Christ came to grant us an abundant life. It would be a shame to lose such matchless offering. It is a life that we cannot afford by our own. Let us celebrate this offering. And meditate on it. Isn’t that why we celebrate Christmas? Let us pray and seek His face, that He would lead us from worldliness to godliness


[1] https://www.sacred-texts.com/bib/cmt/barnes/joh010.htm


Read previous entries in this Series:

(i) Introduction: What Christ wants this Christmas (ii) December 1: Prepare the Way (iii) December 2: Mary’s Magnificent God (iv) December 3: The Confidence of Redeeming Hope (v) December 4: A Big God for Little People (vi) December 5: What He Willed to do (vii) December 6: Peace to those with whom He is pleased (viii) December 7: Messiah of all (ix) December 8: Christ is Central in Christmas(x) December 9: Two Kinds of Oppositions (xi) December 10: Our Treasure (xii) December 11: Why Jesus came (xiii) December 12: Replacing the Shadows (xiv) December 13: Christ, the Real Thing, the Perfect Priest (xv) December 14: Making Transformation Real

Peace, Love, & Joy | Making Transformation Real | Christmas Special | Devotional Series | Part 15 of 27 | December 14, 2019

Christ is the Mediator of a new covenant… It means that God brings about our inner transformation by the Spirit of Christ.” – John Piper (pg. 29)

The birth of Christ is the full revelation of the glory of God. This revelation comes to us, as a real concrete reality – that we can live, breath, and be. Once, our forefathers struggled with the shadow of this reality, in rituals, forms and ‘types of Christ’. But Jesus Christ, in His incarnation, death and resurrection, replaced these shadows with Himself, and established the ‘Kingdom come’ – the real thing.

What this revelation ultimately means is that – this real thing, is made real for you and me. And we partake in this reality, by the transformation, or more appropriately – regeneration, the Holy Spirit does in us. This is the new covenant purchased by the blood of Christ.

Now the God of peace, who brought up from the dead the great Shepherd of the sheep through the blood of the eternal covenant [this is the purchase of the new covenant], even Jesus our Lord, equip you in every good thing to do His will, working in us that which is pleasing in His sight, through Jesus Christ, to whom be the glory forever and ever. Amen.” (Heb 13:20-21, ESV)

God has raised a great Shepherd, and through Him, we are no longer in the condition where we have to wrestle with a superimposed law. No. YHWH declared, “For this is the covenant that I will make with the house of Israel after those days, declares the LORD: I will put my law within them, and I will write it on their hearts. And I will be their God, and they shall be my people.” (Jer 31:33, ESV) And in the book of Hebrews we find, “I will put my laws on their hearts, and write them on their minds” (Heb 10:16, ESV) And so, in this new covenant we find, “Jesus our Lord, equip you in every good thing to do His will… which is pleasing in His sight”. In other words, Christ is not only the one who makes salvation a reality for us. But He makes, salvation a reality in us. Christ makes our transformation real, not by our own strength, but by the grace of God.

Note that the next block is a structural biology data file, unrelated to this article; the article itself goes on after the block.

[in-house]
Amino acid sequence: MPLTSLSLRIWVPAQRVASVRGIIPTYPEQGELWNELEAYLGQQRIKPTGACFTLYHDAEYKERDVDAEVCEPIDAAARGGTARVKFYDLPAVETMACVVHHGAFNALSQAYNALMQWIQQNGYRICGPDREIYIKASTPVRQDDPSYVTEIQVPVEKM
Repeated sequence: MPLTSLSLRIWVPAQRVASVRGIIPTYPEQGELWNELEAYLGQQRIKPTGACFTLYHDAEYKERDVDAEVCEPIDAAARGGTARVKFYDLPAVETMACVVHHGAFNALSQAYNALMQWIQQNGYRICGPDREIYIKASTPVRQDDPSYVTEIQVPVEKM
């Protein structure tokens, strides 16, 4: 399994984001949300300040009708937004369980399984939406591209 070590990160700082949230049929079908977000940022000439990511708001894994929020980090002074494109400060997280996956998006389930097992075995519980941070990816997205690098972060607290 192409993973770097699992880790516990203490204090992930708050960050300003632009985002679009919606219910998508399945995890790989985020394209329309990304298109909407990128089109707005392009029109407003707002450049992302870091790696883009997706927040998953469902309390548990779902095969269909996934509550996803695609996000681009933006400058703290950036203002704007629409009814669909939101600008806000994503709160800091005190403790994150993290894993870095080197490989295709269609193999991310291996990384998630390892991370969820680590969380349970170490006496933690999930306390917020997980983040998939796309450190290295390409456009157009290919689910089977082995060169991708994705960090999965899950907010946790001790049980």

Piper writes, “So the meaning of Christmas is not only that God replaces shadows with Reality, but also that he takes the reality and makes it real to his people. He writes it on our hearts. He does not lay… salvation and transformation down for you to pick up in your own strength. He picks it up and puts in your heart and in your mind, and seals to you that you are a child of God.” (pg. 30) Praise YHWH! How amazing is that? And that is the literal transformation, He makes it real in the lives of His chosen ones. Have you experience such real transformation yet? Let us pray and seek such glorious ends to our lives.


Note: All of Piper’s quotations are from “Good News of Great Joy”


Read previous entries in this Series:

(i) Introduction: What Christ wants this Christmas (ii) December 1: Prepare the Way (iii) December 2: Mary’s Magnificent God (iv) December 3: The Confidence of Redeeming Hope (v) December 4: A Big God for Little People (vi) December 5: What He Willed to do (vii) December 6: Peace to those with whom He is pleased (viii) December 7: Messiah of all (ix) December 8: Christ is Central in Christmas(x) December 9: Two Kinds of Oppositions (xi) December 10: Our Treasure (xii) December 11: Why Jesus came (xiii) December 12: Replacing the Shadows (xiv) December 13: Christ, the Real Thing, the Perfect Priest